Rejoice Bengaluru, your ‘Big Ben’ is here!

If you live within three km of South End circle, you have good news – you can throw away your wall clocks and wrist-watches, for the city administration has now put in place for you a fancy timekeeper, a 61 foot high ‘sky-kissing’, ambara chumbana clock tower at the traffic intersection that chimes out the hour, every hour.

With elections approaching, perhaps those sitting in decision-making kursis felt that just as the rural raitaru have been promised free electricity and other handouts, we the educated urban citizens too needed some goodies and gifts, so that we do not feel left out. And what better gift, than a showpiece clock tower, since we do not need fertilisers or subsidised pesticides or electricity to irrigate our fields?

Jayanagar clock tower. Pic: Anush Shetty

Costing all of Rs 90 lakh, this showpiece — the state’s tallest clock — is meant to make life sweeter for us. Visually and aurally. It not only chimes out the hours but even changes colour through the week — if it is yellow, it must be Thursday, so you can throw away your new calendars too.

Step a few metres to the south and north of this intersection, and you have rubble strewn all along the roads and pavements, thanks to the Metro line work that has been going on around South End for some years now, turning the once-green-and-pastoral-and-peaceful neigbourhood into one massive dust bowl. (There used to be so much open space and greenery around South End when I was a new bride, five decades ago, that it used to look desolate).

Take a poll today, and you will find that the incidence of respiratory ailments among residents here has shot up significantly over the last three years since the Metro construction began, but now a chiming public clock can take our minds off our asthma and coughs. Ninety lakhs is perhaps a small price to pay, for such public diversions, almost a son-e’lumiere, sound and light show, like they have in Paris and London.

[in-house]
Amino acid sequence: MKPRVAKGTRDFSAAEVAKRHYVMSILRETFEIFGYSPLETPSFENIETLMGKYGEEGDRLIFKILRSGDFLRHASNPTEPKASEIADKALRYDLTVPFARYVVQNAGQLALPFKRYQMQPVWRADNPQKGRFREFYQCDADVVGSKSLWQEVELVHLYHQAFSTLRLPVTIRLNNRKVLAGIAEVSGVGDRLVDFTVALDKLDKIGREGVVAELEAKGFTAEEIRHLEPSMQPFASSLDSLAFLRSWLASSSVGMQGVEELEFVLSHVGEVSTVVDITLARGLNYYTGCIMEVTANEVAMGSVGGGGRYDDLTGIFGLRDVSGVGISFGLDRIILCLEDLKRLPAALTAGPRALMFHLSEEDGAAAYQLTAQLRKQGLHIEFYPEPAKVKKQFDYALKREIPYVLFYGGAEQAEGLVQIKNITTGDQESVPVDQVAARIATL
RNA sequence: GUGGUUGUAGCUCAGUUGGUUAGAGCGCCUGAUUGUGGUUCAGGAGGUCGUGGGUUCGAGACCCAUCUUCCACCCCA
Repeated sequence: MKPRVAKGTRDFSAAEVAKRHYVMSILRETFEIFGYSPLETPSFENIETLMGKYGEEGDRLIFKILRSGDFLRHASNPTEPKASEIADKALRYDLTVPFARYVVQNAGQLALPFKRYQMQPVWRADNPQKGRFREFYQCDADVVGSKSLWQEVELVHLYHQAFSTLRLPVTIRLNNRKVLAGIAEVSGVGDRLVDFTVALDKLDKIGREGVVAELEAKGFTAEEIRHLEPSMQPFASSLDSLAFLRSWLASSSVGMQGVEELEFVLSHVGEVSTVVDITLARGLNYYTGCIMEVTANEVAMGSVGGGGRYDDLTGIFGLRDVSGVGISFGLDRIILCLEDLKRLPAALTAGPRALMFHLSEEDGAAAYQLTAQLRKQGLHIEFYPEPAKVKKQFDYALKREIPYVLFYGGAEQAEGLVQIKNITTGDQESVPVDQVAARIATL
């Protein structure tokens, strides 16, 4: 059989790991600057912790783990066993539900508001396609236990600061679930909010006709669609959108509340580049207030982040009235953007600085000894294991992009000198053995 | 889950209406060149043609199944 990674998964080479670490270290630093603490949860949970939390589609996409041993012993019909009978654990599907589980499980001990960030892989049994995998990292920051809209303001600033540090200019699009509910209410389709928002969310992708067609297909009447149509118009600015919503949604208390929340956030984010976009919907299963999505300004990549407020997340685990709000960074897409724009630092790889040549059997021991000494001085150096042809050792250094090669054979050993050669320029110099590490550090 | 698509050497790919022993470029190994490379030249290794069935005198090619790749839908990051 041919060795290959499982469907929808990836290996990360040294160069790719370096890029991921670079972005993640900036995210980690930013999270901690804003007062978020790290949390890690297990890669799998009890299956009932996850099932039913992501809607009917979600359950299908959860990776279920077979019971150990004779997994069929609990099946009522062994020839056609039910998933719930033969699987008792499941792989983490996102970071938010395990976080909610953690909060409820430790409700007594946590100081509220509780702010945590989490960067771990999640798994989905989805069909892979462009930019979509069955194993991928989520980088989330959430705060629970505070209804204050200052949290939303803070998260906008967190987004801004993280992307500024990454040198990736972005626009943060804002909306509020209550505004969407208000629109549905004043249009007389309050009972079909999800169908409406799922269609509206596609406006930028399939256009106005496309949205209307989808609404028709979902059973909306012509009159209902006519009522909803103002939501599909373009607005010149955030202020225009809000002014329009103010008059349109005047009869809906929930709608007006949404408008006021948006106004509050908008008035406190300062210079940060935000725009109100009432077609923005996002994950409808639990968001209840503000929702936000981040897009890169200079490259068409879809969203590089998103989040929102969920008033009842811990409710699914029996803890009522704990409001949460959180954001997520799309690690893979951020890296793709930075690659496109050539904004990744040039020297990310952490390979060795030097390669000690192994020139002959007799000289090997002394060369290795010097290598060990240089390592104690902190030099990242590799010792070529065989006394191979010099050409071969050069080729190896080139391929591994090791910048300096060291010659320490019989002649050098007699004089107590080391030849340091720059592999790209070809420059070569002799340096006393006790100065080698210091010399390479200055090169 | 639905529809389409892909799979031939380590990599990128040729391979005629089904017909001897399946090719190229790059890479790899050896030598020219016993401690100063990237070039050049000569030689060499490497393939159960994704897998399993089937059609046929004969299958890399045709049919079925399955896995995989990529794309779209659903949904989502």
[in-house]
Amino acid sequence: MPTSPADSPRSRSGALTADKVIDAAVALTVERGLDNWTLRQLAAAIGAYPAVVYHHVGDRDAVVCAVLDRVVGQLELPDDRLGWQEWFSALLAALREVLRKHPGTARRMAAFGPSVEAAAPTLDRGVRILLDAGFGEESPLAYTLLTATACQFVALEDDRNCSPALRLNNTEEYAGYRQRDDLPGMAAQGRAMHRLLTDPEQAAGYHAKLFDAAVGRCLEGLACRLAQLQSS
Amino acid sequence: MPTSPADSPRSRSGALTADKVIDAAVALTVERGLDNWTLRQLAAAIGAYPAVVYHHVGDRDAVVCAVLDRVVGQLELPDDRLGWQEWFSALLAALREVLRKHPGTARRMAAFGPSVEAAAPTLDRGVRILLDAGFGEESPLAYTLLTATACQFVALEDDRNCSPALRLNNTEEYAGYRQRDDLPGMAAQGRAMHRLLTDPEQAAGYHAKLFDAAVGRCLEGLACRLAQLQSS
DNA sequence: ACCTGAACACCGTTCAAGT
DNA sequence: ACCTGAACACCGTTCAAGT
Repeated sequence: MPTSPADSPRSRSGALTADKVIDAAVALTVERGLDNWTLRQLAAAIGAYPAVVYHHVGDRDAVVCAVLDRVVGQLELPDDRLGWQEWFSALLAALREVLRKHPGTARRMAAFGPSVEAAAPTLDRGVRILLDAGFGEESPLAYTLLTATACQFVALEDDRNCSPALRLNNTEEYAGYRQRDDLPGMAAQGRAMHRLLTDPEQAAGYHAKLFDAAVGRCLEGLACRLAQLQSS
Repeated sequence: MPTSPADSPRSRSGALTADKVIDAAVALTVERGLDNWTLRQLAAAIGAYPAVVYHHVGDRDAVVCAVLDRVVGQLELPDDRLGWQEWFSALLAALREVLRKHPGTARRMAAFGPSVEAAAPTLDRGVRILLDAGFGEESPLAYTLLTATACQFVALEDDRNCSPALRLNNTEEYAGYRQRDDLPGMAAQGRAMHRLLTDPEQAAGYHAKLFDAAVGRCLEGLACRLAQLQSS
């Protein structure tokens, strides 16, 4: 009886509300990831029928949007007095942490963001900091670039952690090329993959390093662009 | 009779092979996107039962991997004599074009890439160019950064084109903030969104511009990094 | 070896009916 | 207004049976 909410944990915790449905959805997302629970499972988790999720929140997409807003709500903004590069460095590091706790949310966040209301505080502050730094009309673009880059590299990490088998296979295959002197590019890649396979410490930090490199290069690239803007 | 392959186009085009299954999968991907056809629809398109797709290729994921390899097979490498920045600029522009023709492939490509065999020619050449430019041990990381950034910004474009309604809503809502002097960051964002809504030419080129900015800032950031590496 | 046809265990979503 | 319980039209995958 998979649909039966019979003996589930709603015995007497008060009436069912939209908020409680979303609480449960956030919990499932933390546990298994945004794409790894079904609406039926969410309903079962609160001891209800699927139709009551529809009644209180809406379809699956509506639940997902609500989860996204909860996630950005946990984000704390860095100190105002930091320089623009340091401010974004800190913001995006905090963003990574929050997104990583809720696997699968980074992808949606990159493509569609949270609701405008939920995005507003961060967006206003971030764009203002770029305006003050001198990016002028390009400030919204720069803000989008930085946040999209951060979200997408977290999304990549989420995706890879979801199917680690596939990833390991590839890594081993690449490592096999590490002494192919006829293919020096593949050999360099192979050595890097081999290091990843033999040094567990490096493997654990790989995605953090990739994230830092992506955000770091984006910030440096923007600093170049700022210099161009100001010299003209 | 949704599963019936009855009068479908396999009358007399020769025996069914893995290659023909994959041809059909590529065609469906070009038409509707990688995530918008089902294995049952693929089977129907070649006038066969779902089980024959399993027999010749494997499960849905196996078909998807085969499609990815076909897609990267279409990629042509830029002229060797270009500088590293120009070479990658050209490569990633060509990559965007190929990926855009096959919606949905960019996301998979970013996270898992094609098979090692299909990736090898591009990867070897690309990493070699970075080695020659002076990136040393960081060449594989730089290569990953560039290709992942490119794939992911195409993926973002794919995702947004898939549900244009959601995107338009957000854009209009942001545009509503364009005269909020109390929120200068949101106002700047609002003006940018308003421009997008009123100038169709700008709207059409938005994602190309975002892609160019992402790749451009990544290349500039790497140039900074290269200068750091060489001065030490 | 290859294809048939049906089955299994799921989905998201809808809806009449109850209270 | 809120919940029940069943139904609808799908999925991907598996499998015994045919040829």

Paris reminds me — remember the French queen Mary Antoinette, who said, when told that the janata were unhappy because they had no bread to eat, "Let ‘em eat cake" ? She was beheaded for her insensitivity. But that was in the bad old days of monarchy. We are a modern democracy, where governance is "by the people, for the people, of the people" as we all learned from our social studies textbooks in school.

Ah, the people — that reminds me again, where were the people for whom this swanky clock tower has been put up using taxpayers’ money? The Residents Welfare Associations (RWA) of the area were not invited to the inauguration ceremony on Saturday February 23, forget about their being consulted on the clock project before it was undertaken.